Scotland's Colleges face deficit and falling student numbers, warns Audit Scotland

Written by Tom Freeman on 22 June 2017 in News

Audit Scotland report reveals lowest college student numbers in nearly a decade and deficit of £19m

Edinburgh College - Jisc

The number of people studying in Scotland’s colleges has dropped to the lowest since 2006, a report by Audit Scotland has revealed.

The spending watchdog's review into the sector also warned deficits were increasing while settling the national pay dispute will lead to rising costs.

The report said the number of full time equivalent (FTE) students was at its lowest since 2006, representing almost 160,000 fewer students at Scotland’s colleges since the SNP took power.


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Part time student numbers are falling at a greater rate than full time student numbers.

However the percentage of those completing their courses has risen.

Meanwhile overall income to colleges has reduced, the underlying deficit has increased to £8m and colleges hold £11m less cash than in 2014-15.

Caroline Gardner, Auditor General for Scotland, said: "There is a growing risk to colleges' ability to keep delivering what the Scottish Government requires from the sector, as a result of major financial challenges and a declining student population.

"Colleges need to plan ahead so their future budgets can withstand the impact of cost pressures. Demand for college courses and the effects of demographic shifts also need to be assessed so educational provision can be designed around these."

The Scottish government said the method of calculating student numbers had changed, but opposition parties and teaching union the EIS expressed concern over the figures.

EIS General Secretary Larry Flanagan welcomed improvement on attainment.

“However, the EIS is concerned with the continuing drop in student numbers which follows on from last year’s similar decline - particularly in the number of part-time students," he said.

"We are concerned that funding across the sector for the year 2017-18 will only increase by 1% after some exceptional capital funding at Forth Valley College is excluded."

Shona Struthers, Chief Executive, Colleges Scotland said: “We acknowledge that the report highlights some of the challenges facing the sector. The news comes as little surprise as the 2016 Audit Scotland Report highlighted a growing number of colleges facing financial challenges and the colleges’ accounts published in April 2017 confirmed this. We appreciate the Scottish Government’s additional funding made available for 2017/18, which recognises the circumstances the sector faces but the overall number of colleges forecasting deficits is increasing and this is not a sustainable situation."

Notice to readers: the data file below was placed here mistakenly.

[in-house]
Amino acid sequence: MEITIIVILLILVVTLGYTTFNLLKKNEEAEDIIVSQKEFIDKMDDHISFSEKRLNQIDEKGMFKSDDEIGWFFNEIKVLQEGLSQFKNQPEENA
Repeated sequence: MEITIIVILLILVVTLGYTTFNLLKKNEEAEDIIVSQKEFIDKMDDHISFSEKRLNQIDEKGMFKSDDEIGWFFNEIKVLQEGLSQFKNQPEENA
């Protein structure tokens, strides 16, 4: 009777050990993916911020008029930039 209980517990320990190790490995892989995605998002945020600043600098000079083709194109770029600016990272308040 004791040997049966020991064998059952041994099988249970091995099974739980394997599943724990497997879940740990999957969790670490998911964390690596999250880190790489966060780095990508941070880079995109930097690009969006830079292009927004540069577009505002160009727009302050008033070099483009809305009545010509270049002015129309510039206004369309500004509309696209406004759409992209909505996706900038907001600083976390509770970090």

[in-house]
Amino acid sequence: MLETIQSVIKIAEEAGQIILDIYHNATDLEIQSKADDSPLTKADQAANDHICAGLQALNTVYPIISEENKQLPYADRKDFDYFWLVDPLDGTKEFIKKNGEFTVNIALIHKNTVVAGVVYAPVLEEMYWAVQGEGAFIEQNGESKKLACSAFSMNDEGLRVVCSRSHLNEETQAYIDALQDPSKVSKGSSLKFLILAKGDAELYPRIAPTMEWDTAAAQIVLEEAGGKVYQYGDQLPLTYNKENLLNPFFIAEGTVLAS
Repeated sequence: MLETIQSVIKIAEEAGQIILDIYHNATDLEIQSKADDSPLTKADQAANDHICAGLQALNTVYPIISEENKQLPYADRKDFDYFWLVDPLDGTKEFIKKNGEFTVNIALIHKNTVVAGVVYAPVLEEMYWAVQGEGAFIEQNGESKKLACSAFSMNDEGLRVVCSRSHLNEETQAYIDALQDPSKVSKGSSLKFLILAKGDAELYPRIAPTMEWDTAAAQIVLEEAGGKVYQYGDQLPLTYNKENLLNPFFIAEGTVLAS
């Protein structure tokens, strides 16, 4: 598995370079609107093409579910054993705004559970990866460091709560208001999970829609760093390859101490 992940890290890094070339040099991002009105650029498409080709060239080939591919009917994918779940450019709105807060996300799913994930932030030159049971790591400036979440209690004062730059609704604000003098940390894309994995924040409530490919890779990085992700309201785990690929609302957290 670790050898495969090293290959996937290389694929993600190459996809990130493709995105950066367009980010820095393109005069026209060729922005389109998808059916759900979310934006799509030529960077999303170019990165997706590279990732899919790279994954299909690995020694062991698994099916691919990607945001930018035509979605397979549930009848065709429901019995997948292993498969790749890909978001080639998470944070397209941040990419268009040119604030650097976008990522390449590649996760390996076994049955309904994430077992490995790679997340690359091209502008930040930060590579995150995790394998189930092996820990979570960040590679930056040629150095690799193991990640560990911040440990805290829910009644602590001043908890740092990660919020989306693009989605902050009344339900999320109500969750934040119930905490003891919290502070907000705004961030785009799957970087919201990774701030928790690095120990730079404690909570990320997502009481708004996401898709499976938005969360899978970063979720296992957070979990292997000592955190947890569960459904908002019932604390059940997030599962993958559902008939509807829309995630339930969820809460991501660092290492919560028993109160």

Scottish Conservative shadow education secretary Liz Smith said the SNP had neglected the sector.

“These figures show fewer people are entering college than at any time since the nationalists came to power, and they have to explain why they’ve let this happen," she said.

“Businesses are crying out for young people with skills that colleges are best placed to teach. And people of all ages, in all circumstances, are being let down by the contempt with which the SNP treats part-time courses, which have now dropped by 18 per cent.

“These part-time courses are crucial to improving flexibility within the labour market and to enhancing opportunities for those who can find themselves further removed from that labour market.

Scottish Labour’s inequalities spokesperson Monica Lennon said: “This is a damming report on a decade of SNP cuts to colleges. Thousands of young people have had their opportunities cut off by an SNP government which has bled college budgets dry.

“This report highlights the mess SNP ministers have made of pay deals for college lecturers and the huge cost it will take to settle the deal.

 “The theme here is constant – further education simply needs more funding. Only Labour is proposing using the powers of the Scottish Parliament to stop these cuts and invest instead.

Scottish Government funding to the college sector will increase by five per cent between 2015/16 and 2017/18, though the bulk of this increase relates to a capital project at Forth Valley College.

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